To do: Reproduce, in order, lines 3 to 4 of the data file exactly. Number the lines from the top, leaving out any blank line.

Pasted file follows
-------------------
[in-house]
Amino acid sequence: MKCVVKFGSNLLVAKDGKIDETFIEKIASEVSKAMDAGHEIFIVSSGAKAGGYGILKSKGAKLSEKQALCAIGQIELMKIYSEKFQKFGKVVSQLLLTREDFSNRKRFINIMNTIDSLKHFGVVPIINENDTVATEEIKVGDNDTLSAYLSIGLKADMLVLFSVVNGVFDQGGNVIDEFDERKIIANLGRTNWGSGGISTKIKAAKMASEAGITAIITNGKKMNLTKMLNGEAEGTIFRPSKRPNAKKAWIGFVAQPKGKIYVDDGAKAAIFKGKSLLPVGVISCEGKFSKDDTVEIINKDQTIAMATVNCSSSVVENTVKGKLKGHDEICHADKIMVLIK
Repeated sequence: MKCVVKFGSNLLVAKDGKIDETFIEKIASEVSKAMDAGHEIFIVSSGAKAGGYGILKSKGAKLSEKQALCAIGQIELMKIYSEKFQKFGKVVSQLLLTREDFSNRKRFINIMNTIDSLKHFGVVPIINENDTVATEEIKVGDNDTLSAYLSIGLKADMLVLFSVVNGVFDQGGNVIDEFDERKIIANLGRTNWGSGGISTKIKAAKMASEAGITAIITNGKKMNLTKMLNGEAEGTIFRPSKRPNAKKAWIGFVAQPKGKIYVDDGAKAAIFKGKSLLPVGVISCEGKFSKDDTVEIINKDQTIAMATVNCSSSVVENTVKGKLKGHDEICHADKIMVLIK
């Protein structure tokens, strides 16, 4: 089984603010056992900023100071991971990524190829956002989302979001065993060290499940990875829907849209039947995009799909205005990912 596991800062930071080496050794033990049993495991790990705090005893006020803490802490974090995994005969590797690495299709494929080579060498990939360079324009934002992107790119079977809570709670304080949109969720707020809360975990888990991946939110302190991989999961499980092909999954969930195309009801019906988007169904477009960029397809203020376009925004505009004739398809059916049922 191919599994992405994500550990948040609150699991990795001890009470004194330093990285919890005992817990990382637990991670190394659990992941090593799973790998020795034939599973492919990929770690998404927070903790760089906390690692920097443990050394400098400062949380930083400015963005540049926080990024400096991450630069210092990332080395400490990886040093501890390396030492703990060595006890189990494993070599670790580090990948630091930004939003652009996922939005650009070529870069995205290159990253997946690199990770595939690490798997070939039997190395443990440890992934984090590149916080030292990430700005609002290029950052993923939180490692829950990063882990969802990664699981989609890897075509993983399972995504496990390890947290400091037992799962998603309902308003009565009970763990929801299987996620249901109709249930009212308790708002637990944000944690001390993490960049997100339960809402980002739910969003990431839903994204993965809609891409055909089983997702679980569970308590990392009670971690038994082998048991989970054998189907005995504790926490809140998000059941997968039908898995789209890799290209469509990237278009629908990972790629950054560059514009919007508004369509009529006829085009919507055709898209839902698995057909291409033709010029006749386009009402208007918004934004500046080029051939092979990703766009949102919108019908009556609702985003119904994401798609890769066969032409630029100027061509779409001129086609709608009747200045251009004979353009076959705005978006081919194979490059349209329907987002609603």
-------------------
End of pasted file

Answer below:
Repeated sequence: MKCVVKFGSNLLVAKDGKIDETFIEKIASEVSKAMDAGHEIFIVSSGAKAGGYGILKSKGAKLSEKQALCAIGQIELMKIYSEKFQKFGKVVSQLLLTREDFSNRKRFINIMNTIDSLKHFGVVPIINENDTVATEEIKVGDNDTLSAYLSIGLKADMLVLFSVVNGVFDQGGNVIDEFDERKIIANLGRTNWGSGGISTKIKAAKMASEAGITAIITNGKKMNLTKMLNGEAEGTIFRPSKRPNAKKAWIGFVAQPKGKIYVDDGAKAAIFKGKSLLPVGVISCEGKFSKDDTVEIINKDQTIAMATVNCSSSVVENTVKGKLKGHDEICHADKIMVLIK
């Protein structure tokens, strides 16, 4: 089984603010056992900023100071991971990524190829956002989302979001065993060290499940990875829907849209039947995009799909205005990912 596991800062930071080496050794033990049993495991790990705090005893006020803490802490974090995994005969590797690495299709494929080579060498990939360079324009934002992107790119079977809570709670304080949109969720707020809360975990888990991946939110302190991989999961499980092909999954969930195309009801019906988007169904477009960029397809203020376009925004505009004739398809059916049922 191919599994992405994500550990948040609150699991990795001890009470004194330093990285919890005992817990990382637990991670190394659990992941090593799973790998020795034939599973492919990929770690998404927070903790760089906390690692920097443990050394400098400062949380930083400015963005540049926080990024400096991450630069210092990332080395400490990886040093501890390396030492703990060595006890189990494993070599670790580090990948630091930004939003652009996922939005650009070529870069995205290159990253997946690199990770595939690490798997070939039997190395443990440890992934984090590149916080030292990430700005609002290029950052993923939180490692829950990063882990969802990664699981989609890897075509993983399972995504496990390890947290400091037992799962998603309902308003009565009970763990929801299987996620249901109709249930009212308790708002637990944000944690001390993490960049997100339960809402980002739910969003990431839903994204993965809609891409055909089983997702679980569970308590990392009670971690038994082998048991989970054998189907005995504790926490809140998000059941997968039908898995789209890799290209469509990237278009629908990972790629950054560059514009919007508004369509009529006829085009919507055709898209839902698995057909291409033709010029006749386009009402208007918004934004500046080029051939092979990703766009949102919108019908009556609702985003119904994401798609890769066969032409630029100027061509779409001129086609709608009747200045251009004979353009076959705005978006081919194979490059349209329907987002609603």